I was desperate one night at my boyfriend’s house. My legs were cramping terribly. I couldn’t sleep; I couldn’t stretch for fear of waking my bedfellow. After two hours I resorted to walking in circles on my tiptoes, the only thing to abate the itching pain.
Unfortunately, though perhaps in part due to my rather inactive lifestyle, I’ve managed to activate my hereditary Restless Leg Syndrome (RLS). My mother suffers from it, as did her mother before, particularly in her old age as she became more sedentary due to illness. But me, at 25 now, what’s my excuse?
What is RLS?
My mother and I describe it as an “itch” that cannot be scratched. Other accounts have described it as a creepy-crawly feeling like there are bugs under your skin, in your muscles. They are absolutely right. It may lessen with stretching and moving around, but the moment you stop it’s back again.
In short, it keeps you from sleeping and is physically aggravating to the point where you may be tempted to tear at your skin.
It rears its ugly head at the worst moments, usually in the evening when I’m nodding off but willing myself to stay awake. Then I “have to go to sleep.” When it gets really severe, you can’t even fall asleep.
Mind you, I haven’t been officially diagnosed, nor would it really do me much good. Save for a handful of prescription medications which block the brain’s receptors of the hormone dopamine, it does little but cover up the symptoms since RLS has “no cure.”
RLS is an “under-diagnosed” and “treatable” condition, but with “no cure,” according to the Restless Leg Syndrome Foundation.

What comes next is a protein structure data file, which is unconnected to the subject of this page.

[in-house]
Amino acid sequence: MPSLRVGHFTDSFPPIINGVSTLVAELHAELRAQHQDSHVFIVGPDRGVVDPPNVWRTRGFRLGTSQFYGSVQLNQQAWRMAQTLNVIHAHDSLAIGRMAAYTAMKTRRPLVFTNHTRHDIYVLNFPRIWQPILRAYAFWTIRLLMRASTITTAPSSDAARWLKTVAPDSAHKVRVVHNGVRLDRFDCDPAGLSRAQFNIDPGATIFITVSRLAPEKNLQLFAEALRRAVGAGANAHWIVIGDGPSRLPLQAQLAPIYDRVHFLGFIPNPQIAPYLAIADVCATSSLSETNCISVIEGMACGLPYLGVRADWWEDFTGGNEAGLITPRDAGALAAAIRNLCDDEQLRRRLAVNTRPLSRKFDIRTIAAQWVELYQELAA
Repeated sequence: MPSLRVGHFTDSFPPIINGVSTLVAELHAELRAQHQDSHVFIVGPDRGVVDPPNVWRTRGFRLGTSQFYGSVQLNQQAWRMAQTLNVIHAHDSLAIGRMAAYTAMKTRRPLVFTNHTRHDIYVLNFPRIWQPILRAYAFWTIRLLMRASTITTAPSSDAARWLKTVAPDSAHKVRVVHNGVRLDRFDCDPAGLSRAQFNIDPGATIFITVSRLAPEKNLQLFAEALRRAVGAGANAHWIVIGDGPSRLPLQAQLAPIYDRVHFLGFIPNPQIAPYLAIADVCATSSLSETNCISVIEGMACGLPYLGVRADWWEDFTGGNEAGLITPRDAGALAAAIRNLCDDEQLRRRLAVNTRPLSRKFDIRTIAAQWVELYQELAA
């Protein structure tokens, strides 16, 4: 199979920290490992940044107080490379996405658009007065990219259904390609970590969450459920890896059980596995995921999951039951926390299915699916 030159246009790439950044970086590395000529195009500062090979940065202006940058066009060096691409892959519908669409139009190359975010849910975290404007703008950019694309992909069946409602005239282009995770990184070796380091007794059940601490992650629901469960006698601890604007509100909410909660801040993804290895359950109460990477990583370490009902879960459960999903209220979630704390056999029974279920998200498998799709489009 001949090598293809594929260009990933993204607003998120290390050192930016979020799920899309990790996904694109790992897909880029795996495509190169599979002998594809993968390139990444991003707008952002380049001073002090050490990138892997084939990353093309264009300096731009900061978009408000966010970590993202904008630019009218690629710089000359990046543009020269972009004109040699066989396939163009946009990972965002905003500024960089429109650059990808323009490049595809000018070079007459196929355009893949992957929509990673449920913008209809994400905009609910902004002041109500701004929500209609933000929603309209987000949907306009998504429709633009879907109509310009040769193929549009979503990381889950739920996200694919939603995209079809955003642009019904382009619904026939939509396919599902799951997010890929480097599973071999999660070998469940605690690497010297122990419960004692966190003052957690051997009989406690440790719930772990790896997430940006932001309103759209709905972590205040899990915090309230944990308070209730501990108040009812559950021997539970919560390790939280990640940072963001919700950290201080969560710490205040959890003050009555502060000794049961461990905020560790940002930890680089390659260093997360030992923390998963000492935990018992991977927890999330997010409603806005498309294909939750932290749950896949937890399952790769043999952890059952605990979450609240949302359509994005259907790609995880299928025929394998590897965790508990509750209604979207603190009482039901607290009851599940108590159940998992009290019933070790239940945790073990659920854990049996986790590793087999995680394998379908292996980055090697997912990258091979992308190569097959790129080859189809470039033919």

Surely, I thought, there must be a way to treat the underlying cause. But, what is it anyway?
Frustrated on the night at my boyfriend’s house when the “ants” came marching in, I Googled for some kind of remedy. Any kind of remedy. What I found was the suggestion of Vit D3 3,000iu and 1,000 mg Vit C.
Low and behold, I was on the down slope of one of my crazy vitamin kicks and had just what I needed in my bag.
I took 3 of these Trader Joe’s brand Vit D3 capsules, but I imagine any pure supplement will do the trick.
The Verdict: After another 30 mins or hour, the itchies quieted enough for me to drift off to sleep. This remedy is a keeper!
A few years ago, when Vit D tests became the new fad box to check on blood work slips, nearly everyone’s readings came back low. In my 5 years as a medical administrative assistant, I saw many, many circled vitamin levels and many, many blue scripts for Vit D3, 3,000iu, including my own.
This study published in Sleep and Breathing in 2014 found the results of 12 test subjects with RLS to indicate “vitamin D supplementation improves the severity of RLS symptoms and advocates that vitamin D deficiency is conceivably associated with RLS.”
When vitamin D levels were increased, it positively impacted the patients’ RLS symptoms overall.
Yes, it’s one study, but it’s a study whose results I was able to replicate in the field, on demand, when I needed it the most. That’s all the convincing I need. Maybe it’ll put the stop to your inexplicable itchies too.
(Unfortunately, I wasn’t able to locate any medical rationale to the addition of a Vit C supplement and reducing RLS symptoms, but if the D3 doesn’t seem to work on its own, give it a go maybe. I’ve also read reports that iron deficiency may effect RLS.)